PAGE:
Almost one year after, here I am back in Peru and more exactly in Chachapoyas, a small touristic town between jungle and mountain, surrounded by canyons and spectacular waterfalls. After a good week in this first stage, we then embarked on a long, very long journey to the south of Peru… but I will tell you all about it right after!
A few changes
The structure of my articles will now change a bit, as my way of travelling changed itself. For those who didn’t follow latest gossip (read Finca Sagrada: final clap), I no longer travel alone but as a couple, and with a musician… which means that we play in the street and restaurants to finance our trip, and that we potentially stay longer in some cities, but without expeditions and adventures to tell every day.
Therefore I will no longer detail my life day by day as before; but shall write only on the days when we make specific activities, or the summary of certain wanderings. Hoping that you will still be interested, dear readers! 😉
From Vilcabamba to Chachapoyas
We left Vilcabamba on December 1st after our last farewell and a memorable birthday for me at the Finca, just the day before our departure. I had already made this trip the other way around one year ago and knew it would be long … and it didn’t change! A whole day in the bus, through magnificent landscapes of lush nature, but only through the mountains. Sensitive souls be careful!
After crossing the border of La Balsa and saying goodbye to Ecuador for a minimum of two years (our punishment for having exceeded our visa time), we arrived in Jaén in the early evening, too tired to continue our trip. We therefore spent the night in the first hostel found and continued the next morning, heading to Chachapoyas.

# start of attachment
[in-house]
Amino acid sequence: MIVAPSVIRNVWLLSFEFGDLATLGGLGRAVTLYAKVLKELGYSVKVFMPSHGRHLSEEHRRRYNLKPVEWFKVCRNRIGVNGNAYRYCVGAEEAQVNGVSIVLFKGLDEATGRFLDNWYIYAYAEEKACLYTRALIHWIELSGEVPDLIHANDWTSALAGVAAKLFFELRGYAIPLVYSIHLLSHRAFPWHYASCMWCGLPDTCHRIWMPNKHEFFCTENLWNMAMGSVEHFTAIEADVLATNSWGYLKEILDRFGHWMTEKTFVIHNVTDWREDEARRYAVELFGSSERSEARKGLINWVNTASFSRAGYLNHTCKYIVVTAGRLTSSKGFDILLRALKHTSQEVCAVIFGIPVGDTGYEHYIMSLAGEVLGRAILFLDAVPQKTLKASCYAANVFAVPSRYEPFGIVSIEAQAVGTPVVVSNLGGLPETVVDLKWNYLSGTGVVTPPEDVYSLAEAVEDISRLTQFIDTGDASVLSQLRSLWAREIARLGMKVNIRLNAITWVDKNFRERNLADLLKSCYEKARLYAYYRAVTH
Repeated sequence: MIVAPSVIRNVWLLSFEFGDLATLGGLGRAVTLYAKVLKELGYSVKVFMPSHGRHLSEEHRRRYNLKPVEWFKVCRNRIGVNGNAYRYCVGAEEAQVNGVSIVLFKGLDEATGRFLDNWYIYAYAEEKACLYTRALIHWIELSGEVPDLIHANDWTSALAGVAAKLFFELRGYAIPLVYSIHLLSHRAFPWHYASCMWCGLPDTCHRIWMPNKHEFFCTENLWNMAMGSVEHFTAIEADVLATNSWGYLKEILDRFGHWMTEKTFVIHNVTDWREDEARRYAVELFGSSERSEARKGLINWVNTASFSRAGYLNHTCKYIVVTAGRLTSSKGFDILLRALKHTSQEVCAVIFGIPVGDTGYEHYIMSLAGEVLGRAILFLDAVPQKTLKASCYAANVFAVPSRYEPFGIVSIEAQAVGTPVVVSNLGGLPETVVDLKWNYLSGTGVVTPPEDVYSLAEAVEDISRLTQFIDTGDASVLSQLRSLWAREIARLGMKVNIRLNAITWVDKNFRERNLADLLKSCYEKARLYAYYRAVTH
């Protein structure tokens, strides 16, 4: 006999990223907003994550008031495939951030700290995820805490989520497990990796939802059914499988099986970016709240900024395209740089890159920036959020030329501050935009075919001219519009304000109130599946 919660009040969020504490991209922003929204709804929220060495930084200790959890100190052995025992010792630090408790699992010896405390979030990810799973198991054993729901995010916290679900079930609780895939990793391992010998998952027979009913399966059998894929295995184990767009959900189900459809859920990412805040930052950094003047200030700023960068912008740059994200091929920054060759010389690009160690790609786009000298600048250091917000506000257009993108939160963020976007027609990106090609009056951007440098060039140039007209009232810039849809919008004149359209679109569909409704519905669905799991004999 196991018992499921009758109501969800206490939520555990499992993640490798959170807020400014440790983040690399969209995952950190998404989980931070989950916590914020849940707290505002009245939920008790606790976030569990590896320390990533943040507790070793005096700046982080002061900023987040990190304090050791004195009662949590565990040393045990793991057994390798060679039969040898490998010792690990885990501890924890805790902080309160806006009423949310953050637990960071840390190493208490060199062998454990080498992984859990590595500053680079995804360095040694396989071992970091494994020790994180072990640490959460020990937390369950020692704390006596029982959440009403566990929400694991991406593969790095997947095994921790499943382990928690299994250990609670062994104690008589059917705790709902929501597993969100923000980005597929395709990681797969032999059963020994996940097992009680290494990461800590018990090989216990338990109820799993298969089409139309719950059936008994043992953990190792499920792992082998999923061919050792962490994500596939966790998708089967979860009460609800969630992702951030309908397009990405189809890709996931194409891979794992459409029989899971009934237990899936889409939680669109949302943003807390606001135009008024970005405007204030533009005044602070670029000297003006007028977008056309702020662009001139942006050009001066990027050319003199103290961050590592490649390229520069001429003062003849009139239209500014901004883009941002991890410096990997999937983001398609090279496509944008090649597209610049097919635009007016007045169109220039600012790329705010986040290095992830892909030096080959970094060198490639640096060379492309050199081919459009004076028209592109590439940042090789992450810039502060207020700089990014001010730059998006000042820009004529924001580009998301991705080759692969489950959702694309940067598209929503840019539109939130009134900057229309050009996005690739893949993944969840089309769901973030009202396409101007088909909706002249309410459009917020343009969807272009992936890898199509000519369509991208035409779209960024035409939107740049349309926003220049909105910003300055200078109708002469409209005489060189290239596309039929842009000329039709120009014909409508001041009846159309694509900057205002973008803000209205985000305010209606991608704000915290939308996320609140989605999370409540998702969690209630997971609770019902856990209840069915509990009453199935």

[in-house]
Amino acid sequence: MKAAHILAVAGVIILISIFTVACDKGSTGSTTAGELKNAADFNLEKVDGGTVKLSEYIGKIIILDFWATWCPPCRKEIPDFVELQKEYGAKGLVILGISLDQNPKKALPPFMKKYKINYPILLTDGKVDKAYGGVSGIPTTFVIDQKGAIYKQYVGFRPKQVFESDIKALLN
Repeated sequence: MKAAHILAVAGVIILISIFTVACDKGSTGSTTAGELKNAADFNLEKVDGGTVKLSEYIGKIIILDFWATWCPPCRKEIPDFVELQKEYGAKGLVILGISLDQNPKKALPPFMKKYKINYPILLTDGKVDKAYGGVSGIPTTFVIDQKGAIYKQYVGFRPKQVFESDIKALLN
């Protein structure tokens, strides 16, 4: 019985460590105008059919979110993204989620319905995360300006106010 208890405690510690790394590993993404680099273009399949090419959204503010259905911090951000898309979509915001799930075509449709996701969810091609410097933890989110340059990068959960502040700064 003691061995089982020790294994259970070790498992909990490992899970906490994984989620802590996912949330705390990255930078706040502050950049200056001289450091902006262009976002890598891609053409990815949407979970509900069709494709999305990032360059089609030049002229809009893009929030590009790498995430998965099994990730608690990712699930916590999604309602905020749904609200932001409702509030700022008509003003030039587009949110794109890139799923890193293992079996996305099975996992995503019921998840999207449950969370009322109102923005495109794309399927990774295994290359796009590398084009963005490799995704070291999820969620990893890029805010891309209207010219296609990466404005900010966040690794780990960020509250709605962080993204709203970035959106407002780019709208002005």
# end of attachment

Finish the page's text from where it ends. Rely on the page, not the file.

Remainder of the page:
We finally arrived in the middle of the day, quite happy to put our bags down… and to meet one friend of Ricaurte at the hostel, as well as Margot, a volunteer friend of the finca! Then as you will have understood, followed several days without specific activity, but the daily life of the “musicos” (playing in the street early, going from one restaurant to another at lunch and dinner times…). A new exercise for me but that started pretty well at Chachapoyas, whose audience was rather receptive and collaborating.
Even though I had been to Gocta Falls last year (read Chachapoyas, between jungle and mountains), I went back to this place with pleasure. We climbed it through the village of Cochabamba (fortunate enough to be hitchhiked by a truckload of furniture), which leads directly to the second fall. Impossible to do the complete loop as I had done the last time and to see the two falls (for that you have to leave from the village of San Pablo) but we still largely benefited from the experience, spending more time at the waterfall to take full advantage of it.
The abundant vegetation, the birds (especially the gallito de las rocas, emblematic bird of Peru that I had the chance to see last year and could see again!), the spectacular force of the falls… this place is definitely a must in the region!
There are other falls to visit in the region, even higher than those of Gocta (Gocta = 771 m high, Yumbilla = 895 m, which would make it the 3rd, 4th or 5th tallest in the world; the information found on the internet does not match!) and yet less famous.
First you have to go to Pedro Ruiz, then take a motorbike taxi to the village of Cuispes for a 10-km climb. With the whole day ahead, it is then possible to walk up the 5 km of road which goes from the village to the entrance of the park. Otherwise you have to take another motorbike taxi.